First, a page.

Coagadex, which is derived from human plasma, is indicated for individuals aged 12 and older with hereditary Factor X deficiency for on-demand treatment and control of bleeding episodes, and for perioperative management of bleeding in patients with mild hereditary Factor X deficiency.

    Safety and efficacy of the product were evaluated in a multicenter, nonrandomized study involving 16 participants (208 bleeding episodes) for treatment of spontaneous, traumatic, and heavy menstrual bleeding episodes. Coagadex was demonstrated to be effective in controlling bleeding episodes in participants with moderate to severe hereditary Factor X deficiency.

    Coagadex was also evaluated in five participants with mild to severe Factor X deficiency who were undergoing surgery. The five individuals received Coagadex for perioperative management of seven surgical procedures. Coagadex was demonstrated to be effective in controlling blood loss during and after surgery in participants with mild deficiency. No individuals with moderate or severe Factor X deficiency received Coagadex for perioperative management of major surgery, and no safety concerns were identified in either study.

    Coagadex was also granted fast track designation and priority review.

  • October 23, 2015

    FDA approved irinotecan liposome injection, administered in combination with fluorouracil (5FU) and leucovorin (LV), for the treatment of patients with metastatic adenocarcinoma of the pancreas whose disease has progressed following gemcitabine-based therapy. Irinotecan liposome is not approved for use as a single agent for the treatment of patients with metastatic adenocarcinoma of the pancreas.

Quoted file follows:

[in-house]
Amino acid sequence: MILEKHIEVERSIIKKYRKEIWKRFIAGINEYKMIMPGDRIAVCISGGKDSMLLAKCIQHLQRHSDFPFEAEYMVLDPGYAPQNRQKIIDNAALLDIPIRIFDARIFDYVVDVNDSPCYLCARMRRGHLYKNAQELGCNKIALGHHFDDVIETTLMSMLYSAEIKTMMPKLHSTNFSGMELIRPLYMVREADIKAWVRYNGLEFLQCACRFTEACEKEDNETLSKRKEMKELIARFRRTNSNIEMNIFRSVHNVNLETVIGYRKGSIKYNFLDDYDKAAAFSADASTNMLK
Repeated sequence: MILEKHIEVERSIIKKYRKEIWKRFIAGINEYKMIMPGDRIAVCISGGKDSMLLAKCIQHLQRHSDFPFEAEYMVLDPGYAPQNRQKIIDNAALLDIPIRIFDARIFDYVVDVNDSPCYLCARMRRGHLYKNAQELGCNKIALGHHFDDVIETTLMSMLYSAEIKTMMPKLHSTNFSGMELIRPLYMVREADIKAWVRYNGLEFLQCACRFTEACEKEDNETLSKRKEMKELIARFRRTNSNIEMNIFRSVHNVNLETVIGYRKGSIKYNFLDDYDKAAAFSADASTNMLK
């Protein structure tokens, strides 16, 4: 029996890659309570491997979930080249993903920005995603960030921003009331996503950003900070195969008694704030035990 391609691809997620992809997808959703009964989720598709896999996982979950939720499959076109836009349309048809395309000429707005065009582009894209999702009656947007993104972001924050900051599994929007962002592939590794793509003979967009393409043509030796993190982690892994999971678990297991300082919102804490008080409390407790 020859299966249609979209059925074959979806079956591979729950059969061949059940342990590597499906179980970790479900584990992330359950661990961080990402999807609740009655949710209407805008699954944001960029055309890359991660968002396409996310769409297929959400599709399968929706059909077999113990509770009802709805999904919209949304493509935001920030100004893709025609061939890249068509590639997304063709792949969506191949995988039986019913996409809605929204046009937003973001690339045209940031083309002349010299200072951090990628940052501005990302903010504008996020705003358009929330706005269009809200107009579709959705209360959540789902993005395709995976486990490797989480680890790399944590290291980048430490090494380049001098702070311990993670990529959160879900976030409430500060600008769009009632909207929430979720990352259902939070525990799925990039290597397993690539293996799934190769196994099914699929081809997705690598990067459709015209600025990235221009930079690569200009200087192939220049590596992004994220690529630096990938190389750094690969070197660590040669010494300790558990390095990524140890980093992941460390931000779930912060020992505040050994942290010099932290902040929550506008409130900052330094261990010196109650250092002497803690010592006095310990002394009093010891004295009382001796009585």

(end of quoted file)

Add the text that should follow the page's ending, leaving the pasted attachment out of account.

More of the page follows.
Approval was based on the demonstration of improved overall survival (OS) in a multicenter, randomized, open-label, active-controlled, three-arm trial enrolling 417 patients with metastatic pancreatic adenocarcinoma with documented disease progression after gemcitabine-based therapy. Patients were randomly allocated (1:1:1) to receive irinotecan liposome in combination with 5FU and LV (n = 117), irinotecan liposome (n = 151), or 5FU and LV (n = 149) until disease progression or unacceptable toxicity. Patients homozygous for the UGT1A1*28 allele initiated treatment with irinotecan liposome at a reduced dose in the two irinotecan liposome–containing arms.  

    The primary study endpoint was OS, with comparisons of each of the two irinotecan liposome–containing arms with the 5FU/LV control arm; progression-free survival (PFS) and overall response rate (ORR) were secondary endpoints. The trial showed a statistically significant improvement in OS for patients randomized to receive irinotecan liposome in combination with 5FU and LV compared with those randomized to receive 5FU/LV; the median OS was 6.1 and 4.2 months, respectively. 

    PFS was also significantly longer in patients randomized to receive irinotecan liposome plus 5FU/ LV compared with those randomized to receive 5FU/LV, with median PFS of 3.1 and 1.5 months, respectively. The ORR was low in both arms (7.7% vs. 0.8%). There was no improvement in OS for patients randomized to receive irinotecan liposome alone compared with those randomized to receive 5FU/LV.  

    Serious risks of irinotecan liposome injection include neutropenic fever or sepsis, severe diarrhea, and interstitial lung disease. Severe hypersensitivity reactions have occurred with irinotecan hydrochloride; irinotecan liposome injection is contraindicated in patients with severe allergic reactions to irinotecan liposome or irinotecan hydrochloride. 

    The most common adverse drug reactions were diarrhea, fatigue/asthenia, vomiting, nausea, decreased appetite, stomatitis, and pyrexia. The most common severe (Grade 3–-4) laboratory abnormalities were lymphopenia and neutropenia. The most frequent adverse reactions resulting in discontinuationof irinotecan liposome were diarrhea, vomiting, and sepsis.

    The most frequent adverse reactions leading to dose reductions or delays were neutropenia, diarrhea, nausea/vomiting, anemia, fatigue, and thrombocytopenia.  

    The recommended dose and schedule of irinotecan liposome is 70 mg/m2 administered by I.V. infusion over 90 minutes, prior to leucovorin and fluorouracil, every 2 weeks. For patients homozygous for the UGT1A1*28 allele, the recommended starting dose of irinotecan liposome is 50 mg/m2 every 2 weeks.